Michigan has pursued a variety of options to create an incentive for broadband deployment into underserved areas of the state in the past; however, this legislation would likely not fuel the deployment of fiber networks in rural regions. State legislators in the Senate are currently working on a similar bill.
The Montana House passed a bill that creates a grant program to use the state’s general fund and federal broadband stimulus money to finance broadband expansion projects in underserved and unserved regions of the State. S.B. 297, the ConnectMT Act, was passed on Tuesday, sending the measure to State Gov. Greg Gianforte for approval.
Under the program, government entities are not eligible to apply for funding, but private ISPs with proven track records would be able receive funding for projects, provided recipients commit to pay 20 percent of overall costs. The state of Montana would match the ISPs, covering the remaining 80 percent of total costs.
A companion bill, H.B. 632, would allocate incoming federal Rescue Plan money and currently directs $275 million to go towards the grant program. However, that amount isn’t final and State Sen. Jason Ellsworth, the sponsor of the Senate bill, said he’s “still expecting to get more funding” for the grant initiative.
The House bill also contains a provision enabling local governments to partner with private ISPs to provide Internet services, but it is unclear whether that provision will remain.
Iowa Gov. Kim Reynolds signed a bill creating the Empower Rural Iowa Broadband Grant Fund, which aims to expand high-speed Internet access into underserved regions of Iowa. H.F. 848 was passed unanimously in both the State House and State Senate.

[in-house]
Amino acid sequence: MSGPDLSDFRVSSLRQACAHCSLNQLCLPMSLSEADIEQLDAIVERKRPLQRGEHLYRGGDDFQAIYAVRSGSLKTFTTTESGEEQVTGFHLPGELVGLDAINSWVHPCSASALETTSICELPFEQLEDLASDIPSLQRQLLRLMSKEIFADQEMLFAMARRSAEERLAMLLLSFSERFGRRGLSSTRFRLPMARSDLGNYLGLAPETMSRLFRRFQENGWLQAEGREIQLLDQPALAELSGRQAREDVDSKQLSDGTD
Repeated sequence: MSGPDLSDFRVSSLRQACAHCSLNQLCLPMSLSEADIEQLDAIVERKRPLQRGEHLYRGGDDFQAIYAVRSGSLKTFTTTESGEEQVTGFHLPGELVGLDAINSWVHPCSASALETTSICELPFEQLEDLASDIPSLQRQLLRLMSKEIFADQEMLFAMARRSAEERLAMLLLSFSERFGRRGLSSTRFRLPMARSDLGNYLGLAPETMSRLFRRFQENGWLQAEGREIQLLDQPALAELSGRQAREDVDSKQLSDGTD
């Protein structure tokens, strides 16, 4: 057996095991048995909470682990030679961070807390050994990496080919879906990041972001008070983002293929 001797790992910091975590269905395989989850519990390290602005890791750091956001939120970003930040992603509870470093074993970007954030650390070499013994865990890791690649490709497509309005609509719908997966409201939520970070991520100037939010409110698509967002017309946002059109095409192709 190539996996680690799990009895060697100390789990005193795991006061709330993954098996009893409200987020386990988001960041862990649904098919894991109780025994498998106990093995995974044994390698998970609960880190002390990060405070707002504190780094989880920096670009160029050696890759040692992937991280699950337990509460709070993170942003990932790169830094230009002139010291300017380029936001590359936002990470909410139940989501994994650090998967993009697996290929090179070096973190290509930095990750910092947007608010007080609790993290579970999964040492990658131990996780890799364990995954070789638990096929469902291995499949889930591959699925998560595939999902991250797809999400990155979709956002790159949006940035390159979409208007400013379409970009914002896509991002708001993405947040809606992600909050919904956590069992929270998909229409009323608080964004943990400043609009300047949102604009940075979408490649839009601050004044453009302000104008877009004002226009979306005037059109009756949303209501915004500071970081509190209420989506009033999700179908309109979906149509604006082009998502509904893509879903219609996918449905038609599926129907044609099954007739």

Now, state lawmakers are waiting for Gov. Reynolds to move on H.F. 867, a larger state budget proposal that would provide funding for the Rural Broadband Grant initiative, which also received unanimous approval from both legislative chambers.
In January, Gov. Reynolds proposed investing $450 million over the next three years to expand Internet access in the state and called on lawmakers to allocate $150 million for the program in fiscal year 2022. The House budget bill instead appropriates $100 million for the program.
"There is a bipartisan agreement that this is something the state needs to continue to look into, both setting up the grant program and devoting resources to it," Rep. Chris Hall told KMA Land. "The House and Senate have chosen to allocate $100 million from the state's general fund to go toward the cause of broadband expansion."
As state lawmakers in Maine wrestle with how to best expand access to broadband in the Pine Tree State, L.D. 1484, a bipartisan bill was introduced in the Maine State Senate on April 12. The bill calls for devoting $129 million of anticipated federal Rescue Plan funds toward establishing the Maine Connectivity Authority.
The bill would amend laws governing the ConnectMaine Authority to empower the new connectivity authority to issue bonds, own broadband infrastructure, and hold equity in broadband projects. It would also allow the authority to issue grants and enter into agreements with the public and private sector to coordinate the buildout of broadband infrastructure.